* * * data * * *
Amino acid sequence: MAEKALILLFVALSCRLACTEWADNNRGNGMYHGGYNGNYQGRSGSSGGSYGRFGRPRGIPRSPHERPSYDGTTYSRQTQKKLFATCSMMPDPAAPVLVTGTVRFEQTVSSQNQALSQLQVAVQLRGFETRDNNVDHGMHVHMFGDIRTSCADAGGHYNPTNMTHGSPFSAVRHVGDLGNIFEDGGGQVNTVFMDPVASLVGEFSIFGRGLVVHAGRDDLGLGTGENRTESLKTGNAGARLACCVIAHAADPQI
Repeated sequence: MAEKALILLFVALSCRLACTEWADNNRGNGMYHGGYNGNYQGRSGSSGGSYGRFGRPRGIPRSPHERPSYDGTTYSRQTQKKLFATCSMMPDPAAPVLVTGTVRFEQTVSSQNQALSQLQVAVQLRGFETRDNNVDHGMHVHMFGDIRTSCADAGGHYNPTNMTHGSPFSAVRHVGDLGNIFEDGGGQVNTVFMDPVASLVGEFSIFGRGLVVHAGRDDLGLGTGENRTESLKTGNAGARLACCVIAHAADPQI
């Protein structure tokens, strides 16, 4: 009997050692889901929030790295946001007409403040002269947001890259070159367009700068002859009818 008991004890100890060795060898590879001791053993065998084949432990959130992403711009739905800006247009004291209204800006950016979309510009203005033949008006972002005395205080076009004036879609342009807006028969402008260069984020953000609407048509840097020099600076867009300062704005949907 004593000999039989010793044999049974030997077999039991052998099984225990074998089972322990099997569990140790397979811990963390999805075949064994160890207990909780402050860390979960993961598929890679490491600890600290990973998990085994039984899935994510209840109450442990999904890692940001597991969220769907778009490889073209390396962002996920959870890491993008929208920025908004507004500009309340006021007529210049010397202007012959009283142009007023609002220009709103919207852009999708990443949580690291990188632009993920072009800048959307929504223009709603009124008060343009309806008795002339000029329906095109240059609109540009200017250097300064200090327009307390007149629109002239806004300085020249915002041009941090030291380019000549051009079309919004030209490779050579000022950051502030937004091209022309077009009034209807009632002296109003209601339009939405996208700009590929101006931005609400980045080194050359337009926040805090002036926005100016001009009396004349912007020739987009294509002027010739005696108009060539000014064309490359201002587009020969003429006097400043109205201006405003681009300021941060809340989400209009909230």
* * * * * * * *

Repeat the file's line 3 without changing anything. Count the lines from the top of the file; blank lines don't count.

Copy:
């Protein structure tokens, strides 16, 4: 009997050692889901929030790295946001007409403040002269947001890259070159367009700068002859009818 008991004890100890060795060898590879001791053993065998084949432990959130992403711009739905800006247009004291209204800006950016979309510009203005033949008006972002005395205080076009004036879609342009807006028969402008260069984020953000609407048509840097020099600076867009300062704005949907 004593000999039989010793044999049974030997077999039991052998099984225990074998089972322990099997569990140790397979811990963390999805075949064994160890207990909780402050860390979960993961598929890679490491600890600290990973998990085994039984899935994510209840109450442990999904890692940001597991969220769907778009490889073209390396962002996920959870890491993008929208920025908004507004500009309340006021007529210049010397202007012959009283142009007023609002220009709103919207852009999708990443949580690291990188632009993920072009800048959307929504223009709603009124008060343009309806008795002339000029329906095109240059609109540009200017250097300064200090327009307390007149629109002239806004300085020249915002041009941090030291380019000549051009079309919004030209490779050579000022950051502030937004091209022309077009009034209807009632002296109003209601339009939405996208700009590929101006931005609400980045080194050359337009926040805090002036926005100016001009009396004349912007020739987009294509002027010739005696108009060539000014064309490359201002587009020969003429006097400043109205201006405003681009300021941060809340989400209009909230």